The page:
Similarly, fertilizers and pesticides used on farm lands to produce “better” produce and keep bugs and pests at bay all contributeto the accumulation of nitrate bypoduct. And you can’t forget those beautiful golf courses with their pristine greens. It takes a lot of manicuring—and fertilizer—to keep that grass up to par.
“The nitrate problem really started in the 1950s, and we are still working to fix those mistakes that were made decades ago,” says Jeff. He, along with Dr. Knight, points out that nitrate levels in our water system are at an all-time high. The reason for that, according to Dr. Knight, is that the state agency responsible for regulating water quality, the Florida Department of Environmental Protection (FDEP), has not been active enough in protecting our water sources. Recently, the FDEP proposed placing limits on the levels of nitrates allowed in the water, but Dr. Knight believes it won’t be enough to change what’s already happening. He, along with many other environmental advocates, believes that without a conscious effort from everyone to cut back on fertilizers, pesticides and other pollutants flushed down our toilets and rinsed down our drains, we are going to have increasingly less clean water available to us.
What Does It All Mean?
For many who grew up splashing in the local watering hole or taking a ride on our famous glass-bottom boats, Florida’s water and lack thereof is a topic that is of the utmost concern. But for many of Florida’s transplants or “snowbirds,” who may not have the same attachment to these precious resources, the impact of our water woes may not be completely understood or appreciated.
Aside from the obvious issues revolving around a dried-up well and what that potentially means for a home’s value, the economic impact of the springs on our town is often overlooked. In Marion County, Silver Springs brings an estimated $60 million annually to the area and is described by Andy as being “the largest economic producing spring in Florida.”
“Handled correctly and protected well, Silver Springs could be one of the largest eco-tourism draws in the state. This in turn would create an even larger economic boost to Ocala,” he says. And just as how the entire water system is complexly interconnected, so are the effects on the community. Imagine if wells began drying up on Marion County’s horse farms. If the equine industry, which draws thousands of visitors each year during the winter months, begins to wane, fewer individuals come to the area, fewer hotel rooms are booked, fewer restaurants are dined at, fewer locally owned businesses are visited—the trickle-down effect could be felt at all levels.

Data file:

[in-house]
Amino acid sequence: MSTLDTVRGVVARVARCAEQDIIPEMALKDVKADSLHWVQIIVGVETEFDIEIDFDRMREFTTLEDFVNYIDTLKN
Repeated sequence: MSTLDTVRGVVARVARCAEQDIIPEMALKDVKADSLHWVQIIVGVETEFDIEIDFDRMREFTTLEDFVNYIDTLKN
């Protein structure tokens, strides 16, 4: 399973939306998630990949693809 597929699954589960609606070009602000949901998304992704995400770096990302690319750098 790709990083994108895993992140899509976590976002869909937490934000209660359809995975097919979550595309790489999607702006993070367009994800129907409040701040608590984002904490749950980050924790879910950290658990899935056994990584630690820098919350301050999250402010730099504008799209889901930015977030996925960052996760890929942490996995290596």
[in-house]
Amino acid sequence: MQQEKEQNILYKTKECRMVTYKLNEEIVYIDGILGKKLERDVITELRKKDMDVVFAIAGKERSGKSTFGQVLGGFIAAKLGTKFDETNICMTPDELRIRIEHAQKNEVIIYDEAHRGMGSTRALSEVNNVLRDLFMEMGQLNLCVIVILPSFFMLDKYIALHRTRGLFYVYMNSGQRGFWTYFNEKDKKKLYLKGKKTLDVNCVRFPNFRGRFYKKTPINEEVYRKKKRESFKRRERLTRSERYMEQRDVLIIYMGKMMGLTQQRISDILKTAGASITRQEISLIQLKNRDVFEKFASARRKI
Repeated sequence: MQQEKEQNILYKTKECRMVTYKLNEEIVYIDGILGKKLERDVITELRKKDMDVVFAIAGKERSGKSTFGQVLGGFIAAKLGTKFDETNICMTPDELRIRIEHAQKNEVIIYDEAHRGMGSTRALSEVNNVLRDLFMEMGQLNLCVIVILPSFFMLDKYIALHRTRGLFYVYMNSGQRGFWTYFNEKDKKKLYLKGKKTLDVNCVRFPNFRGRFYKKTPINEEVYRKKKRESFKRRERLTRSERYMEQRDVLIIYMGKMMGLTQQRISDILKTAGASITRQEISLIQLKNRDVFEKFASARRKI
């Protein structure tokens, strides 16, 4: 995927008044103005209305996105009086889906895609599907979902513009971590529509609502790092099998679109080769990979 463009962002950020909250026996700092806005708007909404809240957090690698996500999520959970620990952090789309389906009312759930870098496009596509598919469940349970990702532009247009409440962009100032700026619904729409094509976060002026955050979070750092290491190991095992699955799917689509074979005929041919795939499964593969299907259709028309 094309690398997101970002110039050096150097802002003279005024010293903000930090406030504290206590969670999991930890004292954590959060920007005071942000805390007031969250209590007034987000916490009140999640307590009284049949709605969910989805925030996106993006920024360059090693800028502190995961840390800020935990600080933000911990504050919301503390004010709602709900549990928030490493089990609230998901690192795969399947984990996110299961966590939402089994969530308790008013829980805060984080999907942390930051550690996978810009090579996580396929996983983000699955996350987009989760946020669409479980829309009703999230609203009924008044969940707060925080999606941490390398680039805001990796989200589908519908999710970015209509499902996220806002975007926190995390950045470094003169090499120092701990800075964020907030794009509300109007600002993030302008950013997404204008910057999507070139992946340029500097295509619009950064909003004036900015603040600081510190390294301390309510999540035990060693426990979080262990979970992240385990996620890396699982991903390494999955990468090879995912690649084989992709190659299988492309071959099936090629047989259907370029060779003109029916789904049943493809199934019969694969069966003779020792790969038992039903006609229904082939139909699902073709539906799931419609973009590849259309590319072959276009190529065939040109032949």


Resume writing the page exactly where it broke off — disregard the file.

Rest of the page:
And let’s not forget the history of our once pristine Silver Springs, where many famous films were captured. While people do still frequent Silver Springs, the flow and clarity of the water is not nearly as unspoiled as it once was.
Who’s To Blame?
Some blame the city and its residents for pumping too much water, while others blame farmers who draw water from private wells. Should we stop using fertilizers? Should we stop developing land? Where do we point the finger?
Perhaps the finger pointing is what’s keeping us from coming up with an adequate solution.
“We are smart. We can figure this out,” says Jeff. “The answer is for everyone to do their part.”
He points out that it’s the little changes every day that will add up in the end. He recommends things like planting landscapes that don’t require fertilizers or much watering, reducing the amount of water you use daily and thinking before you act when it comes to waste products.
“People dump old prescription pills, chemicals and cleaning products down their drains. Where do you think that all goes?” he asks. “Every time you dump something down your drain, it has the potential to end up in the drinking supply.”
Professionals and avid water conservationists agree that we all need to make changes. The answer won’t be occasionally reducing sprinkler use or cutting your shower time here and there. The answer will just be awareness. Everyone needs water. Everyone needs to drink, to shower, to wash clothes and dishes. But people also have to think before they turn on the spigot, before they plant that extra bed of flowers and before they dump those leftover pills down the drain. Is it worth possibly affecting our water system in a negative way? The result won’t be felt overnight or even in our lifetime, but if we want our children’s children to enjoy our state, we all better start thinking about the state of our water.
Want To Learn More?
If you are interested in learning more about the state of our water, visit some of these sites.